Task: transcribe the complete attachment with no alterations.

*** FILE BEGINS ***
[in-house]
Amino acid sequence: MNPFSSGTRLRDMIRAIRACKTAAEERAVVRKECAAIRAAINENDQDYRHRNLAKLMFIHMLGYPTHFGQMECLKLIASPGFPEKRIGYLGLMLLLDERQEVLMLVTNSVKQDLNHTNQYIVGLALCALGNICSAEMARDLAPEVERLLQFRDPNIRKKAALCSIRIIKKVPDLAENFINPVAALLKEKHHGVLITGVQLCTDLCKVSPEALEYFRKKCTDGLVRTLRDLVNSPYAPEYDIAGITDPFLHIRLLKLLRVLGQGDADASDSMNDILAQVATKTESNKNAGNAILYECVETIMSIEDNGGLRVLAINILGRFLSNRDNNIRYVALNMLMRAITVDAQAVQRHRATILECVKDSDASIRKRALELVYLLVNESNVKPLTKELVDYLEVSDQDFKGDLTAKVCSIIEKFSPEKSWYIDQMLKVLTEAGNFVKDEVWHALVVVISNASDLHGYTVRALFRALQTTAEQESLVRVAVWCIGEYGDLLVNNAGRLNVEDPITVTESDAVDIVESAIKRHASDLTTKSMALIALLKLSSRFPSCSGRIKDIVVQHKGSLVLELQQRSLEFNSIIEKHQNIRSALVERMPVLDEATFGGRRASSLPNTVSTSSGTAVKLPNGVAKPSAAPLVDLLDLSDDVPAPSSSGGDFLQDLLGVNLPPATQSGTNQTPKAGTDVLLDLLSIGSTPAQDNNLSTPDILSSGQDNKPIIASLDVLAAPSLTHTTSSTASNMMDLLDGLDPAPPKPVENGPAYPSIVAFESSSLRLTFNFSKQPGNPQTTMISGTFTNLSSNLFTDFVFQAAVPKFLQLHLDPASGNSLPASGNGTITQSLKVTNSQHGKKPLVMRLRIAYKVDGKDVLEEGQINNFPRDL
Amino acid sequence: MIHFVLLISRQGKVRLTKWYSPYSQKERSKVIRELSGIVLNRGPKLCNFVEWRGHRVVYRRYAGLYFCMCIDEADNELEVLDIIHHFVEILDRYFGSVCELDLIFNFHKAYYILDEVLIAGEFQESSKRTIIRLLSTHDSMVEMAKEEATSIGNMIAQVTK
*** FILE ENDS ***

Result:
[in-house]
Amino acid sequence: MNPFSSGTRLRDMIRAIRACKTAAEERAVVRKECAAIRAAINENDQDYRHRNLAKLMFIHMLGYPTHFGQMECLKLIASPGFPEKRIGYLGLMLLLDERQEVLMLVTNSVKQDLNHTNQYIVGLALCALGNICSAEMARDLAPEVERLLQFRDPNIRKKAALCSIRIIKKVPDLAENFINPVAALLKEKHHGVLITGVQLCTDLCKVSPEALEYFRKKCTDGLVRTLRDLVNSPYAPEYDIAGITDPFLHIRLLKLLRVLGQGDADASDSMNDILAQVATKTESNKNAGNAILYECVETIMSIEDNGGLRVLAINILGRFLSNRDNNIRYVALNMLMRAITVDAQAVQRHRATILECVKDSDASIRKRALELVYLLVNESNVKPLTKELVDYLEVSDQDFKGDLTAKVCSIIEKFSPEKSWYIDQMLKVLTEAGNFVKDEVWHALVVVISNASDLHGYTVRALFRALQTTAEQESLVRVAVWCIGEYGDLLVNNAGRLNVEDPITVTESDAVDIVESAIKRHASDLTTKSMALIALLKLSSRFPSCSGRIKDIVVQHKGSLVLELQQRSLEFNSIIEKHQNIRSALVERMPVLDEATFGGRRASSLPNTVSTSSGTAVKLPNGVAKPSAAPLVDLLDLSDDVPAPSSSGGDFLQDLLGVNLPPATQSGTNQTPKAGTDVLLDLLSIGSTPAQDNNLSTPDILSSGQDNKPIIASLDVLAAPSLTHTTSSTASNMMDLLDGLDPAPPKPVENGPAYPSIVAFESSSLRLTFNFSKQPGNPQTTMISGTFTNLSSNLFTDFVFQAAVPKFLQLHLDPASGNSLPASGNGTITQSLKVTNSQHGKKPLVMRLRIAYKVDGKDVLEEGQINNFPRDL
Amino acid sequence: MIHFVLLISRQGKVRLTKWYSPYSQKERSKVIRELSGIVLNRGPKLCNFVEWRGHRVVYRRYAGLYFCMCIDEADNELEVLDIIHHFVEILDRYFGSVCELDLIFNFHKAYYILDEVLIAGEFQESSKRTIIRLLSTHDSMVEMAKEEATSIGNMIAQVTK